We don’t know yet. But probably not.
The headline to this article from law.com is a bit misleading. It reads, “Judge: Bloggers Entitled to Immunity Under Communications Act.” While that is probably true, the case that the article covers did not address the defendant’s status as a blogger. Yes, the defendant Tucker Max has a blog, but the alleged defamatory comments at issue in the case were posted to a message board, not as a blog post or blog comments. The case is called Dimeo v. Max, (Slip Op.) 2006 WL 1490098 (E.D. Pa., 2006).
So the case really wasn’t much different from a lot of other cases applying 47 U.S.C. 230 to communications posted online. The leading case on Section 230 immunity, Zeran v. America Online, Inc., 129 F.3d 327 (4th Cir. 1997) provided immunity to AOL for messages posted to a forum board. More recently, courts have found message board operators protected under Section 230 in cases such as Donato v. Moldow and Roskowski v. Corvallis Police Officers’ Association.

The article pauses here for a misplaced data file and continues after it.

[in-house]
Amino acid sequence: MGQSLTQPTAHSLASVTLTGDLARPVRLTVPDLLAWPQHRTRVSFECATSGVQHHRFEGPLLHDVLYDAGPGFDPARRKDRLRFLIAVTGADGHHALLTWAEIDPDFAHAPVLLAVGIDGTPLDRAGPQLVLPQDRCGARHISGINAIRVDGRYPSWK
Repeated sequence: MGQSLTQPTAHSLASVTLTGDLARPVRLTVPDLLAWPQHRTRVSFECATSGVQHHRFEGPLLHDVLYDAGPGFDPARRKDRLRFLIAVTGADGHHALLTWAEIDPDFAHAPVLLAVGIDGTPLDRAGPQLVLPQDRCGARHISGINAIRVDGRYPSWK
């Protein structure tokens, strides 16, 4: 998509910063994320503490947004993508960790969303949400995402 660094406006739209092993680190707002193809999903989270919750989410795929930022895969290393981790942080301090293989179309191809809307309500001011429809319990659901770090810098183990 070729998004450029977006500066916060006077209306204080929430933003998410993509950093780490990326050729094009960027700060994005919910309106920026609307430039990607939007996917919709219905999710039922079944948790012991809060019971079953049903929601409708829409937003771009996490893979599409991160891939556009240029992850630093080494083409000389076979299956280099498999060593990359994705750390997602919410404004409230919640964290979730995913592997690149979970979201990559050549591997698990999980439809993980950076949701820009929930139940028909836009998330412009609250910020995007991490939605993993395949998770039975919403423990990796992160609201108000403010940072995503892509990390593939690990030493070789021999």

Section 230(c) provides, in relevant part, that “[n]o provider or user of an interactive computer service shall be treated as the publisher or speaker of any information provided by another information content provider.” As far as I know, there have not yet been any reported court decisions addressing the question of whether Section 230 immunity applies to bloggers. We came pretty close to seeing the issue addressed earlier this year with the case of TrafficPower.com v. Seobook.com in a federal court in Nevada, but that case was dismissed for lack of personal jurisdiction. [Read Eric Goldman’s coverage of that case.]